Mark Cavendish's chances of competing on the track at the 2020 Tokyo Olympics are fading due to serious competition from other riders and limited opportunities for him to score enough ranking points to qualify for a place.
Cavendish enjoyed one of the best seasons of his career in 2016 when he made huge sacrifices to double up and combine his road racing with track racing. He won four stages at the Tour de France and wore the yellow jersey for a day after winning the opening stage, then fought for victory in the Omnium event at the Rio Olympics. Only Italy's Elia Viviani was stronger, with Cavendish winning a silver medal.
Cavendish has struggled with Epstein Barr virus in recent years but has used the track to help return to his best form, with the hope of riding the Madison event in Tokyo for Great Britain a quiet but confirmed ambition.
Cavendish and Bradley Wiggins finished ninth in the Madison at Beijing 2008 but the event was cut from the next two Olympics. It returns for Tokyo. However British Cycling head coach Iain Dyer has explained why it will be more difficult than ever for Cavendish to compete in Tokyo.
Cavendish recently rode Six Day London and the Gent Six and will compete in a relay 70.3 Ironman triathlon in Bahrain on Saturday with runner Mo Farah and swimmer Chloe McCardel. He is mixing his training with racing in preparation for the 2020 season.
"The door is open but it's extremely challenging to carve out an opportunity at this point," Dyer told the PA news agency, explaining how, with places in the Olympic squad so tight due to IOC quotas, Cavendish would have part of the team pursuit quintet to then ride the Madison.
Ethan Hayter and Ollie Wood took silver in the Madison in the recent Glasgow World Cup and were also part of the British team pursuit squad that took silver at the World Championships in Pruszkow earlier in the year. They and other strong young rider in the Great Britain track team are expected to form part of the quintet along with anchorman and veteran Ed Clancy.
Cavendish's most significant barrier to riding the Madison is Great Britain's focus on the team pursuit and their hopes of yet another gold medal.
"When you're travelling to the other side of the world with only five riders at your disposal you really want to make sure you're covered for both pursuits and bunch racing events, ideally with reserves and flexibility there," Dyer explained.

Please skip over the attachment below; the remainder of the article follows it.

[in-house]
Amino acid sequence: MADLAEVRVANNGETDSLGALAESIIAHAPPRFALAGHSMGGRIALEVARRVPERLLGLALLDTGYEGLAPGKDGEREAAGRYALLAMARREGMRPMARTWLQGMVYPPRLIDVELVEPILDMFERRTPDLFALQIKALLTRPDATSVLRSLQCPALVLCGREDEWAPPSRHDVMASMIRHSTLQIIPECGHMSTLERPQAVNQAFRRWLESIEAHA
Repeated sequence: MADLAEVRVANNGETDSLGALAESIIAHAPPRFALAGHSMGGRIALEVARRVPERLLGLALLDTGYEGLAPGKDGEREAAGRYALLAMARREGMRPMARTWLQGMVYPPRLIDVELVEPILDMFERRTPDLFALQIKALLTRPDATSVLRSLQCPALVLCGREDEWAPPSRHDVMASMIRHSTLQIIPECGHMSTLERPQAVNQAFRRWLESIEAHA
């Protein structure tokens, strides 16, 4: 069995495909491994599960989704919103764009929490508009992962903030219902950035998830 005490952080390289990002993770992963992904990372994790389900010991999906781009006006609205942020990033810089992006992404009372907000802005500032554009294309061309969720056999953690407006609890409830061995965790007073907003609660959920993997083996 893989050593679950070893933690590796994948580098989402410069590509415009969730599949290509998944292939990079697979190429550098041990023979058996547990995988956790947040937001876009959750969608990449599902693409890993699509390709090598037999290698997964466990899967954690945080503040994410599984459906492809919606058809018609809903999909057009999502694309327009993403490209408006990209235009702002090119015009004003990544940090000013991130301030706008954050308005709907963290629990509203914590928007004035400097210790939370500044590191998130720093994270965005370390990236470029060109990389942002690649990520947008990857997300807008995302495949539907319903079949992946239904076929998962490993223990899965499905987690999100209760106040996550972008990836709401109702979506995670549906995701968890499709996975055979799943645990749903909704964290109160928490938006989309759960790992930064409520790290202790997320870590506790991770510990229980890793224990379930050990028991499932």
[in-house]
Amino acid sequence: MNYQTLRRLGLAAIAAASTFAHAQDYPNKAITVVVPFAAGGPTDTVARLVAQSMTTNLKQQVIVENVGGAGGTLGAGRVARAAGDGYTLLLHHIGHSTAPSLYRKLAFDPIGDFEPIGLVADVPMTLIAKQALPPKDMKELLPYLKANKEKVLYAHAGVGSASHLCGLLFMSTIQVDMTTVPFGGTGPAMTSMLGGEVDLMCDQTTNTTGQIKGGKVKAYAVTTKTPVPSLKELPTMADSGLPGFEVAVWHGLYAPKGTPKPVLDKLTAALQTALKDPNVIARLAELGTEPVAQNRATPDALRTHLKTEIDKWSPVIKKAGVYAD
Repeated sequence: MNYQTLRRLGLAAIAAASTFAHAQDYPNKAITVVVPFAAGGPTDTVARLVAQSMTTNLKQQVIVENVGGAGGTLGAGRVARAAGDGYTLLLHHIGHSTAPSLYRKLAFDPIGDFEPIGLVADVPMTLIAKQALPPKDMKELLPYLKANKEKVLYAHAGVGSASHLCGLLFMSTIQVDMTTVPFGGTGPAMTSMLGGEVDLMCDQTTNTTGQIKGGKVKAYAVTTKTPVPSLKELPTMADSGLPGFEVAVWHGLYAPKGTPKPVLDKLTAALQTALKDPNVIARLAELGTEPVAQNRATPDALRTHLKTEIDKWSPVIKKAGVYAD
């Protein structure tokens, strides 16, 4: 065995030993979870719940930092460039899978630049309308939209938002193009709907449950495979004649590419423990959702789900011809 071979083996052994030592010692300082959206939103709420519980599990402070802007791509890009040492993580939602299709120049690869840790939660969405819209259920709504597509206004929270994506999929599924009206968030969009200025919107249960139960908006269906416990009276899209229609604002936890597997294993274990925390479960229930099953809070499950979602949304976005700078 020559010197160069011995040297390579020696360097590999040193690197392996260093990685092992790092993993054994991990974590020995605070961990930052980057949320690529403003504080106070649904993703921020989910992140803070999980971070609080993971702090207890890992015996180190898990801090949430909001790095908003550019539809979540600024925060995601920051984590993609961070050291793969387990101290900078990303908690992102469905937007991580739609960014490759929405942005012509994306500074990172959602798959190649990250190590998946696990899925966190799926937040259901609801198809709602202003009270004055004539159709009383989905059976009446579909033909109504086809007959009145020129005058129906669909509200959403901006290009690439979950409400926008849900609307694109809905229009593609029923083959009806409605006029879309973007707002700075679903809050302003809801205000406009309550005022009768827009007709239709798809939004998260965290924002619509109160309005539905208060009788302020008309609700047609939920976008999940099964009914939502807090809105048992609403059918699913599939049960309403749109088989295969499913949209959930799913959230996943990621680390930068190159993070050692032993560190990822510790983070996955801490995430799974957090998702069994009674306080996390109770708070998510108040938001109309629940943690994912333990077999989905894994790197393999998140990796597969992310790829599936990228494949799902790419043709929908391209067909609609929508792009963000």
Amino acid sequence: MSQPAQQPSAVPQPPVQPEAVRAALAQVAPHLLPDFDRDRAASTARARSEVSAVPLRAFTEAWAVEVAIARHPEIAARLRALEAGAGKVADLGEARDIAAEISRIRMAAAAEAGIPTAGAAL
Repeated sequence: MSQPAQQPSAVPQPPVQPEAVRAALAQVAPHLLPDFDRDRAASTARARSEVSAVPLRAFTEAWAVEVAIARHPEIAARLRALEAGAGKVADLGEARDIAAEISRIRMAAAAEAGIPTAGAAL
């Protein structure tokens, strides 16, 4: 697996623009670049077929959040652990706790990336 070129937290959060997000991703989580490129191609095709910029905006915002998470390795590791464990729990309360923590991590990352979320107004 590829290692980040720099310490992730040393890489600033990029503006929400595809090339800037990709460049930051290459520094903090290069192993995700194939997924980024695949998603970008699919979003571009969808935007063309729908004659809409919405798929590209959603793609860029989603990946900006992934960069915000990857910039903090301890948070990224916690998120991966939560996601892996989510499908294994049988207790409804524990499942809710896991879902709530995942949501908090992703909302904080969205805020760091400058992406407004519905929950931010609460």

"You still want to have five that can ride the team pursuit so to have someone who is solely a Madison specialist in there and doesn't have any other availability isn't the perfect scenario. If one of the other riders goes down you've got a problem."
But that feedback has apparently not deterred Cavendish, who, according to PA, remains in conversations with British Cycling about a path forward.
His new Bahrain McLaren team, headed by former British Cycling coach Rod Ellingworth, are supportive of Cavendish's Olympic ambitions, however he will have to balance any road racing and track training. Cavendish is also keen to return to the Tour de France after being overlooked for selection in 2019 while with Dimension Data. But the sport's biggest road race clashes with final track build-up for Tokyo.
Dyer explained that Cavendish, despite being a three-time Madison world champion, would also need the minimum 250 qualification points.
"He needs to get 250 points (to qualify) and he's got to do a counting event within the cycle which would be a World Cup or the World Championships," Dyer said. "Opportunities are now flying by which makes that increasingly difficult."
With the Hong Kong World Cup having taken place last weekend, there are three further events to come this winter - in Cambridge, New Zealand and Brisbane, Australia this month, and Milton in Canada in January, before the World Championships in Berlin in February.
"You don't do a Madison on your own so while it is still logistically a possibility the chances would appear to be diminishing at this point," Dyer said.